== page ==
There are some summer memories we want to take with us into fall. A nasty sunburn is not one of them. As Labor Day approaches, and we begin sending summer off in style by soaking up the last of the sun’s rays, it’s easy to get caught up in the fun and forget to reapply that SPF. But when last weekend’s fun stays with you throughout the week, the result can take the form of a nasty — and often painful — sunburn. Trust us, the last thing you need is to head into the office with a cherry red face or peeling skin.
If you’ve fallen victim to summer’s unfortunate scorching kiss, heal and hide any burn flawlessly with these simple tips from our experts.
1. Treat the burn first
As anyone who’s suffered from a sunburn knows, treatment is key to healing. Most burns can stay red for a week, says Dr. Debra Jaliman, dermatologist and author of Skin Rules. To soothe a sunburn, Dr. Jaliman suggests using a fragrance-free aloe vera gel as the aloe contains anti-inflammatory properties which help reduce pain and stimulate skin repair. Over-the-counter hydrocortisone creams will also reduce inflammation. According to Dr. Jaliman, hydrcortisone creams constrict blood vessels and make the sunburn appear less red. Ingestible medicines such as aspirin or ibuprofen will also help reduce inflammation and soothe pain — just make certain to eat beforehand so you don’t upset your stomach, she warns.
And Romy Soleimani, Beauty Director at Large at Beauty.com agrees. Proper skin prep and treatment is key before even reaching for the foundation. “The better you prep, the less makeup you will probably need,” says Soleimani. “For starters, I’d recommend a good face moisturizer which will rehydrate your skin, keeping it supple and flake-free.” She suggests a mask like Avene’s Soothing Moisture Mask (Drugstore.com, $26), which is great for speeding up the healing process. “This mask is perfect for sensitive skin and rich in Avene thermal water which works to quickly restore your skin’s barrier,” she says.
2. Neutralize the burn
Now, when it comes down to actually masking the burn, makeup can be a huge help. Whether on your face or your body, there are ways to hide redness so you aren’t a walking stop sign.
“Primers with a green tint can be great for post-sunburned skin because they will neutralize redness in addition to smoothing pores and helping foundation last longer,” says Soleimani. Some of her favorites are Koh Gen Do’s Makeup Color Base in Green (Beauty.com, $48) because it tones down redness and has UV protection — a key aspect in preventing further burns — and Smashbox’s Photo Finish Color Correcting Primer in Green (Beauty.com, $16) because it smooths pores, neutralizes redness and contains anti-oxidants to treat damaged skin.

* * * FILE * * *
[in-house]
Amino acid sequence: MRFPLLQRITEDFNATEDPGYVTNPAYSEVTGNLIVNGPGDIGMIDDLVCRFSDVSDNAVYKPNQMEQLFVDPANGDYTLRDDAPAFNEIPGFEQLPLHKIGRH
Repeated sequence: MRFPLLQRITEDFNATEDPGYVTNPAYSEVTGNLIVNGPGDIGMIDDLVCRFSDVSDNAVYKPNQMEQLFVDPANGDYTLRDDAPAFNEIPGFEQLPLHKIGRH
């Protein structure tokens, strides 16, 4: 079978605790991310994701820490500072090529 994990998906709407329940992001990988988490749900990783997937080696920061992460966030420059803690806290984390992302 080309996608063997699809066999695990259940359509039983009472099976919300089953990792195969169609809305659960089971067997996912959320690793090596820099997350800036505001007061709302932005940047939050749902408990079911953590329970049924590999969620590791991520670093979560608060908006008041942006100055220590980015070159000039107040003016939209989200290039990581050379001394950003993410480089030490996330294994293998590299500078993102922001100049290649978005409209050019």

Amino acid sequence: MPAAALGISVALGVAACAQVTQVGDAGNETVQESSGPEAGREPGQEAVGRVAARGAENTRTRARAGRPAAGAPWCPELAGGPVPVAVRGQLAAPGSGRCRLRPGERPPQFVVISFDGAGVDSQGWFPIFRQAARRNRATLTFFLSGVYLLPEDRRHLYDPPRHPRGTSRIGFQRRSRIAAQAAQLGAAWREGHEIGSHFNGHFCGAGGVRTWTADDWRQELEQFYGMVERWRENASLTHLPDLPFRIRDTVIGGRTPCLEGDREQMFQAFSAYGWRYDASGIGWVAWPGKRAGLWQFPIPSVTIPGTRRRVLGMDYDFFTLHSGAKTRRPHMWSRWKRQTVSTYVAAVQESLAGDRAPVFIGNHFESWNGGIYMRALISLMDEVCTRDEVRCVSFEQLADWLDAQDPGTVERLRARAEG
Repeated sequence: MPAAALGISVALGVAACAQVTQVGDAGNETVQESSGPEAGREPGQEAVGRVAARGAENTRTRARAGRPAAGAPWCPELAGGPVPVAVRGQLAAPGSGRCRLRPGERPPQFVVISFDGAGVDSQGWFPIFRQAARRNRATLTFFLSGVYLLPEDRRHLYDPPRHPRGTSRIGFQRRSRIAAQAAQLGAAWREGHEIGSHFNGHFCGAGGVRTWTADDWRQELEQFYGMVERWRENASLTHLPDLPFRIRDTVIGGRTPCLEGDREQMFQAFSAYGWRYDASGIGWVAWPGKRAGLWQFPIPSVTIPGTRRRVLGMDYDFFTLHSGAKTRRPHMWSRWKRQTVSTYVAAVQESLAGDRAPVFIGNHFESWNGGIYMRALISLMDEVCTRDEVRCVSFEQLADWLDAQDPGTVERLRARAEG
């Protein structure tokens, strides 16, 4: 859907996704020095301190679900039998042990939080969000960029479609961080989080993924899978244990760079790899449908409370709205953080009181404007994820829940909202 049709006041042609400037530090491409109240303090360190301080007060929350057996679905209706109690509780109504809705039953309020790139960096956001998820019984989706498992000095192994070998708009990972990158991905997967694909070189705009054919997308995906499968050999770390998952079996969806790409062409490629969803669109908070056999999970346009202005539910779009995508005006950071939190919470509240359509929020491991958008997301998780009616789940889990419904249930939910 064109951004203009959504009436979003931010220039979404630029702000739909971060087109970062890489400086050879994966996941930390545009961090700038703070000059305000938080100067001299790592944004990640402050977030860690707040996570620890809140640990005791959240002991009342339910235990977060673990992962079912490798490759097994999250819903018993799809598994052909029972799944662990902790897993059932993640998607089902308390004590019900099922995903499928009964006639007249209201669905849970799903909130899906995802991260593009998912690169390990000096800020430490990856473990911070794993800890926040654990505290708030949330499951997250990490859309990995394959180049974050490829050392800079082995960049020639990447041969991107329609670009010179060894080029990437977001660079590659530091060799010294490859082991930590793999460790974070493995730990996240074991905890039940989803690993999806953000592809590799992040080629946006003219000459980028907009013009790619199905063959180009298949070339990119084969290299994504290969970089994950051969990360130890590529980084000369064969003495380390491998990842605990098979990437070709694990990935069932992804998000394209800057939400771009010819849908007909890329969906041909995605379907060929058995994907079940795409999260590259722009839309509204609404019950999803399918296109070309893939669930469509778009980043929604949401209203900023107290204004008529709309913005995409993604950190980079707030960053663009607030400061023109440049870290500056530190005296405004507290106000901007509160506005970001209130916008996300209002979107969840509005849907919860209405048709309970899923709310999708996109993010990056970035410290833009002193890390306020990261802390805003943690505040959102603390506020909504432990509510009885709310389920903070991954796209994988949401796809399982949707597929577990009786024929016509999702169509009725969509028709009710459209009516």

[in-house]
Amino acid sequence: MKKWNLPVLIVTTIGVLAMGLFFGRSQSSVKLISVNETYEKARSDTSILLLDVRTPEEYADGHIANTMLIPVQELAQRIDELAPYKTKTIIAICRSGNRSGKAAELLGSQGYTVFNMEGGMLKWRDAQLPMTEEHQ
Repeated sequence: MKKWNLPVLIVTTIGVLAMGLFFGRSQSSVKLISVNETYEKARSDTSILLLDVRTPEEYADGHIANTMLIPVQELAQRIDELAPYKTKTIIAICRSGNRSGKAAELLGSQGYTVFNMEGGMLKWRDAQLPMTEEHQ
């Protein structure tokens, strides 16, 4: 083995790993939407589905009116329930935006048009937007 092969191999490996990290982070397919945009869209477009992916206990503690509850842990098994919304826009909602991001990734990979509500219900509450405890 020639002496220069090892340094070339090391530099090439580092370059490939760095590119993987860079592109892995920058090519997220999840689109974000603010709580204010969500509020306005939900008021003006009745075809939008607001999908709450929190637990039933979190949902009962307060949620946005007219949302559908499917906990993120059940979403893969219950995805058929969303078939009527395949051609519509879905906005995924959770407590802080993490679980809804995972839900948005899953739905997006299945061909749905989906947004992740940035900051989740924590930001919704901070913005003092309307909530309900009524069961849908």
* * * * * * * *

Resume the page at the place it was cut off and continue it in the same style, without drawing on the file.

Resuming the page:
After applying the primer and blending into the skin, Soleimani suggests trying a hydrating BB cream to create a clean palette. She prefers one with SPF protection like Tarte’s BB Tinted Treatment with SPF 30 (Beauty.com, $36), which protects, provides good coverage and is light enough to let skin breathe.
But when it comes to makeup for a burn, less is more. Avoid blush and lipstick with lots of red or pink because it will draw attention to a burn, says Soleimani. “A great tip is to actually use the natural redness in your skin as a blush,” she says. “You can use it to your advantage by applying light coverage everywhere on your face and leaving a little of the natural redness on your cheeks as your blush. Just make sure you are concealing the sides of your nose and just before the apples of your cheeks, so it looks intentional!”
For burns on the body, the same idea still holds true: Prep then cover. “Load up on a body moisturizer because it will help the healing process and prevent peeling,” says Soleimani. “It’s especially important to apply before bed when our skin cells are renewing and preparing at a faster rate,” she explains. If you choose to use a body makeup, we recommend Youngblood Mineral Illuminating Body Tint (Ybskin.com, $38), for its lightweight finish. Just be sure to pat and not rub when applying to avoid further irritation.
3. Watch certain ingredients
All the treating and hiding in the world won’t make a lick of difference if you end up further irritating your burn. Certain ingredients found in skin care products and makeup can do just that. Dr. Jaliman suggests avoiding makeup with silicone as these ingredients actually block pores and make it difficult for the skin to breathe.
Soleimani also advises that the gentler the product the better. “Avoid products with acne-fighting ingredients such as salicylic acid, which can sting irritated skin,” she says. She also warns against using products with harsh detergents or alcohol which can irritate and dry out your skin further.
Bottom line: Once burned, be gentle on your skin and keep it hydrated to avoid peeling. But as always, the best treatment for a burn is to prevent it in the first place by applying sunscreen and often!